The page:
Vince Cable – June 22nd marks the 70th anniversary of the arrival of the Empire Windrush

Onboard were around 500 settlers from various Caribbean islands, including Jamaica and Trinidad & Tobago, who had been invited to help rebuild post-War Britain.

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June 22nd marks the 70th anniversary of the arrival of the Empire Windrush, a former German cruise ship and passenger liner, at Tilbury Dock in Essex. Onboard were around 500 settlers from various Caribbean islands, including Jamaica and Trinidad & Tobago, who had been invited to help rebuild post-War Britain.  
 
Many of them would go on to fill labour shortages in the National Health Service, which was founded just a fortnight after the ship had reached Britain. For nearly a quarter of a century, the so-called ‘Windrush generation’ of people who arrived from the Caribbean – including an estimated 15,000 from Jamaica alone – would play an invaluable role in our country. They worked hard, paid taxes, becoming part of the fabric of British society, as would their children and grandchildren. We all owe them a great debt.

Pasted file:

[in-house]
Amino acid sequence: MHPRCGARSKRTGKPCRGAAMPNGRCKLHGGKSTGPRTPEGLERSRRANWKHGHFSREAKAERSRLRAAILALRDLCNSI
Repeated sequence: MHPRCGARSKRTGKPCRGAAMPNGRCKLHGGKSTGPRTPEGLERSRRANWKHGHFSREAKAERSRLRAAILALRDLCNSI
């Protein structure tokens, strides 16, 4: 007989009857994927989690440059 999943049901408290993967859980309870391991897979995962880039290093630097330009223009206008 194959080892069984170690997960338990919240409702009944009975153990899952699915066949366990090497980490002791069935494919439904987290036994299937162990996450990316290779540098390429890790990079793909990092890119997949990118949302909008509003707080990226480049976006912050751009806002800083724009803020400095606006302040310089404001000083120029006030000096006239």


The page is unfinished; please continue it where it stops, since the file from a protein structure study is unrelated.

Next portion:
Yet they have been betrayed because of deep-rooted failings in the Home Office and its treatment of migrants. More than 60 people already appear to have been wrongly deported as a result of the recent Windrush scandal, though there are likely to be many more as officials scour thousands of records dating back 16 years. It is disgraceful that those who have contributed so much to the success of this country face the fear of wrongful deportation and have been subjected to the ‘hostile environment’.  
 
The public outcry in response to the scandal has at least destroyed the working assumption of successive governments that there needs to be ever more restrictive measures on immigration. Instead, the public has been ahead of the political class in condemning this terrible injustice.  
 
Those who boarded the Empire Windrush did so on the promise they would arrive as British citizens. And that is what they are, no less British than any one of us. Let us use the 70th anniversary of the first arrival of the Windrush generation to reflect on how we can better exercise the principles of openness and inclusivity

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